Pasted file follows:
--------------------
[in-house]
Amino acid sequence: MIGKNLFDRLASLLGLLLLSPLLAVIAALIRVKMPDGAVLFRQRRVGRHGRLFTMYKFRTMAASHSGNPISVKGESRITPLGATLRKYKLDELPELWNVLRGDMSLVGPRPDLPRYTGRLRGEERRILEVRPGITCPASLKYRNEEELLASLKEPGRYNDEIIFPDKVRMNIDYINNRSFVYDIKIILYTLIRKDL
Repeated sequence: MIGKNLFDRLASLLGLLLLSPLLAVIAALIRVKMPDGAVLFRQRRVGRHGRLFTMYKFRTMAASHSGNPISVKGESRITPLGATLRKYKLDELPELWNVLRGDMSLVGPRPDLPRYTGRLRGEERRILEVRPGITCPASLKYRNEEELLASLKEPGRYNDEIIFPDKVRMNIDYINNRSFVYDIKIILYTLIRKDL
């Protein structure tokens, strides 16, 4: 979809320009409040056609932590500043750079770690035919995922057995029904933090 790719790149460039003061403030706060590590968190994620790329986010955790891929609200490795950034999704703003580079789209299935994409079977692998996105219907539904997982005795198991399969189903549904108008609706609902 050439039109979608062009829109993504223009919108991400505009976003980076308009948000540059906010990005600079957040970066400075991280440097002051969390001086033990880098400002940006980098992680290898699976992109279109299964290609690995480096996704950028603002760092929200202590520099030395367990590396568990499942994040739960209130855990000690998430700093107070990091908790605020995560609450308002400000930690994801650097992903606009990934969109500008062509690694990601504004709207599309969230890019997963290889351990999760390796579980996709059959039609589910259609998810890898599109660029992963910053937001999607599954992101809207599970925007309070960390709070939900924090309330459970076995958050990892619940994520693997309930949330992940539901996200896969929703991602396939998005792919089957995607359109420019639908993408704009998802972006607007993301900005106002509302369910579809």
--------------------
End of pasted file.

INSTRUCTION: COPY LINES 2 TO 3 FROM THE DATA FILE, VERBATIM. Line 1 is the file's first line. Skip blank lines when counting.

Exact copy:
Amino acid sequence: MIGKNLFDRLASLLGLLLLSPLLAVIAALIRVKMPDGAVLFRQRRVGRHGRLFTMYKFRTMAASHSGNPISVKGESRITPLGATLRKYKLDELPELWNVLRGDMSLVGPRPDLPRYTGRLRGEERRILEVRPGITCPASLKYRNEEELLASLKEPGRYNDEIIFPDKVRMNIDYINNRSFVYDIKIILYTLIRKDL
Repeated sequence: MIGKNLFDRLASLLGLLLLSPLLAVIAALIRVKMPDGAVLFRQRRVGRHGRLFTMYKFRTMAASHSGNPISVKGESRITPLGATLRKYKLDELPELWNVLRGDMSLVGPRPDLPRYTGRLRGEERRILEVRPGITCPASLKYRNEEELLASLKEPGRYNDEIIFPDKVRMNIDYINNRSFVYDIKIILYTLIRKDL